Tomorrow things begin in earnest, with pre-conference tours both on-campus (IU research collections and archives) and off (Southern Indiana regional sights focusing on the limestone industry). The meeting will open formally tomorrow night, with the highlight being Henry Glassie’s plenary lecture and a big welcoming reception. I will spend the day in an AFS board meeting.
Safe travels and welcome!
Soon a large group of folklorists, from the U.S. and from many countries, will be visiting my adopted home town of Bloomington, Indiana. The 2011 American Folklore Society meetings are returning to Indiana University for the first time since 1968. There is much history that could be recounted, but it seems very salient that 1968 is a year famous for its protests and revolutions. 2011 is shaping up as a revolutionary year as well. This convergence relates to the conference theme (which was chosen well over a year ago)–Peace, War, Folklore.
How did the conference planners come to select this theme? Its a timely one and, as the program it prompted shows, a fruitful one. The immediate inspiration came from a desire to tie in to a semester-long program at Indiana University (organized by the College of Arts and Sciences) called Themester. As the name suggests, a themester is a semester theme that provides a basis for campus-wide activities, courses, and programs. At IU the Themesters happen during fall semesters. The theme for 2011 is Making War, Making Peace.
It is exciting that the AFS meetings can stand out as one of the big Themester events for 2011. The Themester program maintains a blog and the two most recent posts are by members of the AFS planning committee. In his post, conference chair Michael Dylan Foster explains the conference theme in light of folkloristics on the one hand and Themester on the other. In a second post, Jon Kay, Director of Traditional Arts Indiana and a member of the conference committee describes a TAI-organized, Themester-supported exhibition on the art of Gustav Potthoff, a man who paints to preserve and convey personal memories of the horrors of war and the prisoner-of-war experience based on his internment during World War II, during which he was among those forced to build the notorious “bridge over the River Kwai.”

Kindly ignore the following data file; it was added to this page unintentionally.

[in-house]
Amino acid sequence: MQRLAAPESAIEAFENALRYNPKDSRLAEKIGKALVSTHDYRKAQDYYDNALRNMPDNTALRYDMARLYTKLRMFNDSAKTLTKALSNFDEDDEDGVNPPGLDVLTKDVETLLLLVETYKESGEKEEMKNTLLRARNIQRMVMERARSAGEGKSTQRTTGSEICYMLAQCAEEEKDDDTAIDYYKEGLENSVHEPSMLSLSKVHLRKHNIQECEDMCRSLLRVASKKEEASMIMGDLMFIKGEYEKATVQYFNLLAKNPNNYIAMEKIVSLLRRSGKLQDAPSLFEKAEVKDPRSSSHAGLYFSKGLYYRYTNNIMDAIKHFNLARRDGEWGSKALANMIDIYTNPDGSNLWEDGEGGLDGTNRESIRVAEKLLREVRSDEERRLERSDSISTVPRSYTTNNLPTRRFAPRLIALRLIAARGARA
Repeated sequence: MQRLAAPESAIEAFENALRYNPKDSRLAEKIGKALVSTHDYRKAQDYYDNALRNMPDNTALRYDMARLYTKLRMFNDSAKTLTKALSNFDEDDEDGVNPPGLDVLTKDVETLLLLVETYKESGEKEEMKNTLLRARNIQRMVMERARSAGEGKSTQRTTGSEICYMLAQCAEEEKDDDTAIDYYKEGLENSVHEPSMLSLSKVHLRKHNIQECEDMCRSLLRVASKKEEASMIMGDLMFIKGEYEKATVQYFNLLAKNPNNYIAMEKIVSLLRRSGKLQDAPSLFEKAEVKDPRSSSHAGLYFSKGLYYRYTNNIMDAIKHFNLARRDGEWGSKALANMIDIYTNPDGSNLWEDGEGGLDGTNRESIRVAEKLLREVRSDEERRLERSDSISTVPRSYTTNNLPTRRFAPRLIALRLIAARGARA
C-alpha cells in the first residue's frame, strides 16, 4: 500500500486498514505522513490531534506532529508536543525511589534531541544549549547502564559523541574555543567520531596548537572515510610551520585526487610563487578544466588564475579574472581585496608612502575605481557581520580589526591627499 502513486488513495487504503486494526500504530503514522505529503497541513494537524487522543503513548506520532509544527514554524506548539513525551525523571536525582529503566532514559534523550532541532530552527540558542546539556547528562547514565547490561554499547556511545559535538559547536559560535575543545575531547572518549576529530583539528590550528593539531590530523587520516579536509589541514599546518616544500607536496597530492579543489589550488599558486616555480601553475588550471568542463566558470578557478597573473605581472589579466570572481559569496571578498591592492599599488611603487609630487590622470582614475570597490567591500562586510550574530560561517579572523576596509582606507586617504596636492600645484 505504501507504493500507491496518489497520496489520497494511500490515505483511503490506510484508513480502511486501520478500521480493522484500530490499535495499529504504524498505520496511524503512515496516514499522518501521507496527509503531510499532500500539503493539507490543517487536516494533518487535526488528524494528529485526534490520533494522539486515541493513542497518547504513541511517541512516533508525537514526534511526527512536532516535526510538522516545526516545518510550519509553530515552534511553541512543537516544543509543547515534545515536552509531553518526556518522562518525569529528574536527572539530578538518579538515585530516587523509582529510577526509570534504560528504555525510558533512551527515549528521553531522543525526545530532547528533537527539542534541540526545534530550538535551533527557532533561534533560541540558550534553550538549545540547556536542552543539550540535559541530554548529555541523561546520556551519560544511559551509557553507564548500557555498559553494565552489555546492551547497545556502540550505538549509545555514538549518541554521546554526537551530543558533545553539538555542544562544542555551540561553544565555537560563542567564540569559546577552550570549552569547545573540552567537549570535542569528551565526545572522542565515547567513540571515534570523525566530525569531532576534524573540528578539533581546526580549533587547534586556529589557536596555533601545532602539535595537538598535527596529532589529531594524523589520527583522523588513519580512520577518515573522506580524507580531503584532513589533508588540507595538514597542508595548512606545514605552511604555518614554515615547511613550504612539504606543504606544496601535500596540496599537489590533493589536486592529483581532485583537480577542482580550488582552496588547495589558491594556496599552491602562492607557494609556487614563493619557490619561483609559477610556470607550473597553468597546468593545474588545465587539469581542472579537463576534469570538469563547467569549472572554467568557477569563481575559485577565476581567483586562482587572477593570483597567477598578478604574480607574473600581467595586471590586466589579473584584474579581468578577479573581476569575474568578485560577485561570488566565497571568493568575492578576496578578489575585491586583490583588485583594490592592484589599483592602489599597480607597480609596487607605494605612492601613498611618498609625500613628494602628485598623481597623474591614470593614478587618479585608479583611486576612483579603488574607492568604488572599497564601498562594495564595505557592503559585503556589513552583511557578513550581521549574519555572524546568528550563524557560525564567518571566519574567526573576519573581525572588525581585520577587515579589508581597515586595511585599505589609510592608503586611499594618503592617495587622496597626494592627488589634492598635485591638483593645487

To learn more about Themester at IU, see the program website. Thanks go to the Themester leadership for its engagement with the 2011 AFS meetings. (Public conference events relating to the Themester are listed here.)
Barbara Kirshenblatt-Gimblett and the Museum of the History of Polish Jews [A discussion of her current museum project in the online journal Habitus.]
Excited to see this promotional video with my friend Christina Burke, Curator of Native American and Non-Western Art at Philbrook Museum of Art in Tulsa. Christina is a great curator stewarding a great collection in a great museum. This video introduces the new exhibition Wars and Rumors of War. The exhibition is built out of the museum’s fine collection of Native American works on paper. Congratulations Christina, congratulations Philbrook. I hope I make it back to Tulsa in time to see the show.
I have always wanted to visit the Denver Art Museum and the Denver Museum of Nature and Science. Today I had my chance and it was great. As part of my “Introduction to Folklife” course at Colorado College, my class and I had the chance to go north to Denver for the day and to visit both museums. Both are impressive. Both have great collections and deep traditions of excellent work in those areas that matter most to me—world ethnography and Native American studies/Native American art. There was no way we could see more than a small portion of both museums, but what we saw in both institutions was great. Colorado is very lucky.